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Zimbabwe losing a quarter of its diamond revenue

Zimbabwe is losing a lot of qualified professionals with the bulk of the students they train being employed outside Zimbabwe’s boarders, with a few employed locally.

 By Business Reporter – Thursday 22 August 2019

HARARE (Mining Index) – ZIMBABWE is said to be losing a quarter of its diamond revenue through selling of rough diamonds on the international market due to lack of skills on evaluation, knowledge and proper pricing of the mineral.

In an interview with Mining Index, Zimbabwe Diamond Education College Course Lecturer Tendai Mtoko said Zimbabwe’s diamonds are fetching far less compared to the actual price of diamonds obtaining on the global market.

“We have realised that the nation has been losing a lot of money through selling rough diamonds on the international market mainly because of lack of knowledge on diamonds, especially on the pricing of the diamonds.”

“Diamonds on the local market are priced from US$600 per carat to around US$1300. The same diamonds are sold on the international market from US$2 800 to around US$5 000 so the nation has been losing a lot because of lack of skills on evaluation.”

He said his college trains a wholesome person in terms of understanding diamonds and soft stones.

“The diamond industry relies mostly on how much an individual knows about the diamond. We believe that those people who do not have adequate information on the diamond benefit the least compared to those who have more information, so information is hidden.”

“As a school, we are trying to educate the nation on the need to have proper evaluation of their resources so as to benefit from their resource when it comes to international trade,” said Mtoko.

The mining sector in Zimbabwe still needs to do a thorough geological survey to ascertain quantity and value of its mineral resource base, diamonds included.

Mtoko pointed out that Zimbabwe is losing a lot of qualified professionals with the bulk of the students they train being employed outside Zimbabwe’s boarders, with a few employed locally.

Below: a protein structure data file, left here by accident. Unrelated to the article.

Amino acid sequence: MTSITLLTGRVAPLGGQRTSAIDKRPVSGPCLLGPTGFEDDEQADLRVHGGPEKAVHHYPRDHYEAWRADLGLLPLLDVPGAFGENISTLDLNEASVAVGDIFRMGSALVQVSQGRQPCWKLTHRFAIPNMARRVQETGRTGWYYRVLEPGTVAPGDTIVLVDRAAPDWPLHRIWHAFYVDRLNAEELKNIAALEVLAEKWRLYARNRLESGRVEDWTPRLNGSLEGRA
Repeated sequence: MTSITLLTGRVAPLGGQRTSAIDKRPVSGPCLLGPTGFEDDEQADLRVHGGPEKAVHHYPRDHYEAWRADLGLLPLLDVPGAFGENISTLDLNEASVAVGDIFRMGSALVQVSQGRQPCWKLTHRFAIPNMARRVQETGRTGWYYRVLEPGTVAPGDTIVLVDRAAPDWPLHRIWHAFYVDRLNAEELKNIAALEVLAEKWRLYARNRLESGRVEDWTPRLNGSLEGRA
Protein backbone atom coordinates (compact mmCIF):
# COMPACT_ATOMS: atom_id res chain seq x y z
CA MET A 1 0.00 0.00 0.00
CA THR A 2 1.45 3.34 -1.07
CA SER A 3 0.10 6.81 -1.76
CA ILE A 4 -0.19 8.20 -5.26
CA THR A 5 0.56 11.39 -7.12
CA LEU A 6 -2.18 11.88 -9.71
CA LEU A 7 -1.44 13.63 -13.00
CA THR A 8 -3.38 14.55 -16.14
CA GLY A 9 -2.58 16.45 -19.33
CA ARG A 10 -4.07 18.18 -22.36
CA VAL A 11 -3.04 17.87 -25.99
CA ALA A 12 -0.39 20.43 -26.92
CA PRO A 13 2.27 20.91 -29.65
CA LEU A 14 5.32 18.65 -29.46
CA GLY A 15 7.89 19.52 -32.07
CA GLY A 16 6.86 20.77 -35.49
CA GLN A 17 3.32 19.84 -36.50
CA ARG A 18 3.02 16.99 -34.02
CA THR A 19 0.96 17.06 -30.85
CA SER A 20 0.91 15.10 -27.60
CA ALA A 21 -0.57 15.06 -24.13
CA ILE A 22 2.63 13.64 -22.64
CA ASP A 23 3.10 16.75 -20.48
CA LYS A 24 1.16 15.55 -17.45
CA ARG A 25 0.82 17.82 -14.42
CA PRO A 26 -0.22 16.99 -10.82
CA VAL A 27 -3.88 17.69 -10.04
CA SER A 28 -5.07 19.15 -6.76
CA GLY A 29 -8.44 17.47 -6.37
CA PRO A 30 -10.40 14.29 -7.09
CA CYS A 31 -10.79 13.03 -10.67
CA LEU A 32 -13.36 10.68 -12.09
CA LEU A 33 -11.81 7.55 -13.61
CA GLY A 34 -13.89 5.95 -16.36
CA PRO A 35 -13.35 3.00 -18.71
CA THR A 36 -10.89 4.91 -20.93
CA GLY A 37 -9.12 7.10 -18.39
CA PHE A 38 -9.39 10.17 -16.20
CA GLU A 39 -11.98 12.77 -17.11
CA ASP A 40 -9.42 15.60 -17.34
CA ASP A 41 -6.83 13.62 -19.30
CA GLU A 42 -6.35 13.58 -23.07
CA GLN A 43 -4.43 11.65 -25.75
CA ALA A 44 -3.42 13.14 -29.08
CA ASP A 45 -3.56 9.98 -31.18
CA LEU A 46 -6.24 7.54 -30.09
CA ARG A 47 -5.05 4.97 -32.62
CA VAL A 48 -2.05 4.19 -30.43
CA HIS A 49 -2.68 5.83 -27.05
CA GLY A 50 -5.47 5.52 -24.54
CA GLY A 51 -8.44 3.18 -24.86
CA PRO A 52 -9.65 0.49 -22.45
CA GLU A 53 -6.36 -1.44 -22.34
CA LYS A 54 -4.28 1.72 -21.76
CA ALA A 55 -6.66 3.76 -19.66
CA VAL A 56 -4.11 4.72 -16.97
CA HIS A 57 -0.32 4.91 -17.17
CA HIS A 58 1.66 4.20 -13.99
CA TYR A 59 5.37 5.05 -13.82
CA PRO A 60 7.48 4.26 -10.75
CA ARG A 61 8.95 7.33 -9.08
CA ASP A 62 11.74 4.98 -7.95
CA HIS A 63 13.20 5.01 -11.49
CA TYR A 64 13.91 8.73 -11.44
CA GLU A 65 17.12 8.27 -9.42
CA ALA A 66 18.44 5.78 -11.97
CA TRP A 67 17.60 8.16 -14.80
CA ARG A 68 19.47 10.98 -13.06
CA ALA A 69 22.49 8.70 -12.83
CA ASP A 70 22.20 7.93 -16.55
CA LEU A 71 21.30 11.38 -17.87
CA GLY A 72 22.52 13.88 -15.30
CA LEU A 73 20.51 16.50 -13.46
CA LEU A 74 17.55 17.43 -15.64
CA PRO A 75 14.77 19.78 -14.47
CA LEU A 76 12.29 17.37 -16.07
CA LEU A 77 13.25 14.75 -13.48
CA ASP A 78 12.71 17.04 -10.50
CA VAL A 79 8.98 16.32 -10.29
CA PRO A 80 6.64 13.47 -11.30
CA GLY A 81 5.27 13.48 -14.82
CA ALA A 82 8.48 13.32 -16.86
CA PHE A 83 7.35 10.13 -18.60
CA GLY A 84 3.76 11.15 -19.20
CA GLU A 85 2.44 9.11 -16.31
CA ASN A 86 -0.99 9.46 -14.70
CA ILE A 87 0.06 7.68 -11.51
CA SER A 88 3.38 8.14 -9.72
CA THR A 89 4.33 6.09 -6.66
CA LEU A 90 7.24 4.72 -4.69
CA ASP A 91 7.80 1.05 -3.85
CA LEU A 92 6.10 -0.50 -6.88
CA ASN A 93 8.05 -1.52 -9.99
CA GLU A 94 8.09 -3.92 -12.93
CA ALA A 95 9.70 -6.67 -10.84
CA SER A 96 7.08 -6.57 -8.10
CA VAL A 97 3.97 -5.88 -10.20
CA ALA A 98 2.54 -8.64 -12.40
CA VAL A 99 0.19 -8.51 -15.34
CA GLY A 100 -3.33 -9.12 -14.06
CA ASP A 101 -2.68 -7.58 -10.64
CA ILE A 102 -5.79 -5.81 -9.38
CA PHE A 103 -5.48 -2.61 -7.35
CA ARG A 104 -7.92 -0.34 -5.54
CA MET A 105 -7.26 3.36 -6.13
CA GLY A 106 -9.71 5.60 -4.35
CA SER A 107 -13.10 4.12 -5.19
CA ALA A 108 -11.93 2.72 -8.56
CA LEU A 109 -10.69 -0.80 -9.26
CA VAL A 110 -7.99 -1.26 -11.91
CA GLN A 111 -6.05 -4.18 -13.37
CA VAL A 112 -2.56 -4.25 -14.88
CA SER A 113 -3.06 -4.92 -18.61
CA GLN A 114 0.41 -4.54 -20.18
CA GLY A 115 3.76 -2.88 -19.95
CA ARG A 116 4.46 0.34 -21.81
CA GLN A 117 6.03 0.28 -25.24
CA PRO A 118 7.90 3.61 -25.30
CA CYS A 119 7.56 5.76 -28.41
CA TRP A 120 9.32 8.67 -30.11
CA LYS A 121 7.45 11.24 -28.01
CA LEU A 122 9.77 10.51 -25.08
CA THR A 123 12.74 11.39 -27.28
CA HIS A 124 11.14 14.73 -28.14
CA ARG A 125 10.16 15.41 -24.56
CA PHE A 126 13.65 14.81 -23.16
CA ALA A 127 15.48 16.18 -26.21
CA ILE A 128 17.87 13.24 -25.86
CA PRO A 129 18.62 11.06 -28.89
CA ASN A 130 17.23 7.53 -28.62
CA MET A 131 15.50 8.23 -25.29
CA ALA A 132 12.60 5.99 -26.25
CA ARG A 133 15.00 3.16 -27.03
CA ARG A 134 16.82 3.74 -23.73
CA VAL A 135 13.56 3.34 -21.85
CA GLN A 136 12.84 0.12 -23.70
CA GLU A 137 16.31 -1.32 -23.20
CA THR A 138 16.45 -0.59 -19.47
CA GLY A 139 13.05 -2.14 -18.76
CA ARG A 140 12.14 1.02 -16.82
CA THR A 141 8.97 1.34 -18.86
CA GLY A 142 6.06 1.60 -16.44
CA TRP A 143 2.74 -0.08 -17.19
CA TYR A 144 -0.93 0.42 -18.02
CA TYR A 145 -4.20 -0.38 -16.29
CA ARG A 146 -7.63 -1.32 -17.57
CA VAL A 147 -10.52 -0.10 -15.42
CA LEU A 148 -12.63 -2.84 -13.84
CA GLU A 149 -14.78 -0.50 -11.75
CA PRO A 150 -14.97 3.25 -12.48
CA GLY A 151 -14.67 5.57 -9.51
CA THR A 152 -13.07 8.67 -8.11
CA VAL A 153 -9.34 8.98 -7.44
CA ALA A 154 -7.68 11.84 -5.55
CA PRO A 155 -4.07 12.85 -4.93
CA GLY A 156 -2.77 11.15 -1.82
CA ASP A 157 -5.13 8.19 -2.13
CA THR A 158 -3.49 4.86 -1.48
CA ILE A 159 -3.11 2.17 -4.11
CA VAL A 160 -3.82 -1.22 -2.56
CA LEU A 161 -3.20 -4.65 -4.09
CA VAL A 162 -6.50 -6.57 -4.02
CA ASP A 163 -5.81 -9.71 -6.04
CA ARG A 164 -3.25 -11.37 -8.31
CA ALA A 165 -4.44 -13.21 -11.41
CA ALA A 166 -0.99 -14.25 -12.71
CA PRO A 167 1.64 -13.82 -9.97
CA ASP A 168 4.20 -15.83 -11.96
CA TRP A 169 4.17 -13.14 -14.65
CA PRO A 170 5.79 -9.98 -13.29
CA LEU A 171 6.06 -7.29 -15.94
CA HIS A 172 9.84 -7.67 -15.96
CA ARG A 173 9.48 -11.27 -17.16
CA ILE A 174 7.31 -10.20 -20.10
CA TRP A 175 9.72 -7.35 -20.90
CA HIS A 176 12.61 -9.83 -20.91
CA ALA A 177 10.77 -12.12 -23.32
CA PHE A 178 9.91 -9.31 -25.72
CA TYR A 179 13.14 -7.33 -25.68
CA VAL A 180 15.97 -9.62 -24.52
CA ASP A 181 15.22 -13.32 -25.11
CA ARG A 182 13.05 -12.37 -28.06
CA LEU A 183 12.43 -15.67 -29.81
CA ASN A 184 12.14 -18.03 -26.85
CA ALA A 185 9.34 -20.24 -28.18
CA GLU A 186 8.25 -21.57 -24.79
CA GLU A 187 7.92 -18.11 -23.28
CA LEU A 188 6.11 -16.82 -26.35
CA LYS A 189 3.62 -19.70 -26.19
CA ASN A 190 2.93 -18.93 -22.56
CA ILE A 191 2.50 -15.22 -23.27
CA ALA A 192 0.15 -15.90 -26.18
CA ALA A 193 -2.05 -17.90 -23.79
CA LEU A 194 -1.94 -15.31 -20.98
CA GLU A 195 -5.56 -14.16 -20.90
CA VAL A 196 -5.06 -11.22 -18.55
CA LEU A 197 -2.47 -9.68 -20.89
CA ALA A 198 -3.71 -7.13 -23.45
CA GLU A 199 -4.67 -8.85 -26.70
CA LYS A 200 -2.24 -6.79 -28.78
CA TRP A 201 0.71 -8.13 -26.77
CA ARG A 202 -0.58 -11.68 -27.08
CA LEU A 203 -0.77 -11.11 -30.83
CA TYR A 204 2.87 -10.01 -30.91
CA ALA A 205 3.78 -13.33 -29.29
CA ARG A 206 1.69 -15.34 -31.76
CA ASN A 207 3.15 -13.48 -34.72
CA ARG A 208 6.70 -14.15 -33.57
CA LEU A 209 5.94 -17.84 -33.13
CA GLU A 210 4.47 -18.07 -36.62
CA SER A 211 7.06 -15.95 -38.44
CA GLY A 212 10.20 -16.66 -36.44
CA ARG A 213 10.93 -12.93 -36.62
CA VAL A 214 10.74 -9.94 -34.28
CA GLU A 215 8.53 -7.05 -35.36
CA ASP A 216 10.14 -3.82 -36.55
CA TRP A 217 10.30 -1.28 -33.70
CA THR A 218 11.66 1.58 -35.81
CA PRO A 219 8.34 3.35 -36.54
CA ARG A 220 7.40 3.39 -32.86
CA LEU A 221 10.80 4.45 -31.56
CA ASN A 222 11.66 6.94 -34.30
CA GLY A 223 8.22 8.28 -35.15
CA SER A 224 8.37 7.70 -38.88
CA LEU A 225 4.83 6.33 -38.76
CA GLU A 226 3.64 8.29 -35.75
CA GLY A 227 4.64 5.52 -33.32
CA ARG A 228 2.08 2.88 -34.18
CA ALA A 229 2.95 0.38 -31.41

“Most of the students that we have trained are benefiting our neighbours in South Africa, Botswana and Angola and even if you go there, they are the ones that will serve you. They occupy very high posts.”

He revealed that in Zimbabwe, their alumni has been absorbed by local companies, with Murowa Diamonds employing three students, Zimbabwe Consolidated Diamond Company (ZCDC) taking two while the Mineral Marketing Corporation of Zimbabwe (MMCZ)has employed many working as evaluators.

The Zimbabwe Diamond Education College was established in 2010 to inculcate skills on how to identify, evaluate and value add diamonds.

The college is accredited by the Mining Qualifications Authority. It is also certified by the Education and Training Qualification Authority as a service provider for the diamond industry.

Mtoko said the Zimbabwe Diamond Education College uses locally resourced diamonds from ZCDC and MMCZ in their training sessions, with their shortest course completed within four weeks while an entry level of five ordinary levels is required.

“The 4 week course offers students an opportunity to learn how to identify diamonds, geological settings on where to find diamonds, minerals associated to diamonds and how to test for diamonds using both cheaper and electrical ways of diamond testing.”

He added that students will also have an opportunity to learn about the properties of identifying pure gold and diamond rings from fake ones.

Mtoko said the Zimbabwe Diamond Education College participated in the drafting of the National Diamond Policy, launched by government in December 2018 through the Ministry of Mines and Mining Development. ENDS//

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